There's this ingenious little hack video: "How to make tritium nuclear battery at home".
The idea is very simple: "tritium keychain lights" - tubes with tritium and luminophor - placed between solar batteries, they provide light, converted by the batteries to electricity.
The battery in the video provides very little electricity, but it looks like the solution could be easily scaled up - it only uses two tiny keychain lights, $33/pc, and cheapest, dollar-store "garden solar light" solar batteries.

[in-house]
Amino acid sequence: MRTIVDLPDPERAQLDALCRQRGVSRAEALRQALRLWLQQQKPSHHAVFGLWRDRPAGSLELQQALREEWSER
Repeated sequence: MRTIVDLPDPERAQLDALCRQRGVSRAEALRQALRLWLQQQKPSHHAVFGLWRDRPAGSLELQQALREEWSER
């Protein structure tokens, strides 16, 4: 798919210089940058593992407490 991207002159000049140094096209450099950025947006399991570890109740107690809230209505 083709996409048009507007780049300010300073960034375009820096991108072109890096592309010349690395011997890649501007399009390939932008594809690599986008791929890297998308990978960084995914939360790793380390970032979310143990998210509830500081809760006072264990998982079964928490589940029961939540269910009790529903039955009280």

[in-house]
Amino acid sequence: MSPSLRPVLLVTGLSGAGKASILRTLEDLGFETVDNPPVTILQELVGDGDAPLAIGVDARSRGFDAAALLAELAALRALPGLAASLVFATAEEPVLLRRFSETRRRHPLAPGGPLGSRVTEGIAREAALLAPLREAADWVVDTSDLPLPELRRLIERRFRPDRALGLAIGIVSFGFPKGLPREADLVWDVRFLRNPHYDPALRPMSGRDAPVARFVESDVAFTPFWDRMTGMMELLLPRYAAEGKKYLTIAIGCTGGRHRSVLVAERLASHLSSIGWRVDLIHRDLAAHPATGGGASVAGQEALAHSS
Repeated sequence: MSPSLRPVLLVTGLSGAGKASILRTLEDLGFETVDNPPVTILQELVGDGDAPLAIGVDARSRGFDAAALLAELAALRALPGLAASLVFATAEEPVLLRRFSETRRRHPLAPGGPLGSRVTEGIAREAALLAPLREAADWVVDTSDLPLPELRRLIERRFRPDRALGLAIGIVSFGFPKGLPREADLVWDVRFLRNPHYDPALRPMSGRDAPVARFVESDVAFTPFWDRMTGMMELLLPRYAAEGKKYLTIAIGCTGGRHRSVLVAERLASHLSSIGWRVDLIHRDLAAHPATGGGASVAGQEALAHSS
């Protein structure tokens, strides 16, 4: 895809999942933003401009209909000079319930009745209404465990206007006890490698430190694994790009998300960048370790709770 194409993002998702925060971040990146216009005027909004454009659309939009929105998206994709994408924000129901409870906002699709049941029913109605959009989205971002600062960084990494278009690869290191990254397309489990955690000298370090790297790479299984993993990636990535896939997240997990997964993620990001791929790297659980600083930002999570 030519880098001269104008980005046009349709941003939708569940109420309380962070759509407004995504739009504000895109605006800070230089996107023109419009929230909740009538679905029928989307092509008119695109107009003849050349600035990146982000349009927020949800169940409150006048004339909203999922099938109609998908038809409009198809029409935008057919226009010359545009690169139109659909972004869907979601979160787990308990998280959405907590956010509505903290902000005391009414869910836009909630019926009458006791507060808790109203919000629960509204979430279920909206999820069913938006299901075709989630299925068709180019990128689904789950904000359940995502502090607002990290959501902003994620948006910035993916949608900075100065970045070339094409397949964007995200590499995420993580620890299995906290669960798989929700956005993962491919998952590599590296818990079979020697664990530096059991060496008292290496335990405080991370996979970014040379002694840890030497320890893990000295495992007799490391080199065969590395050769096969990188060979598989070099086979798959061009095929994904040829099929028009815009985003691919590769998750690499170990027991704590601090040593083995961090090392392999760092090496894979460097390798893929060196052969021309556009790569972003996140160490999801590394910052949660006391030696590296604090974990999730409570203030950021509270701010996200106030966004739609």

Half-life of Tritium is 12.3 years, so it would not perform nearly as well as 238-Pu with half-life of about 87,7 years on long-term missions like Voyager, but the simplicity, low mass and accessibility are so far superior, it seems like a tritium battery based on thin film solars, of the same mass as a typical Pu-238 based RTG, on timescale of ~25 years - missions like MSL Curiosity rover - could outperform the Plutonium counterpart by strides, and in fraction of the price.
Why isn't this kind of power source not more popular?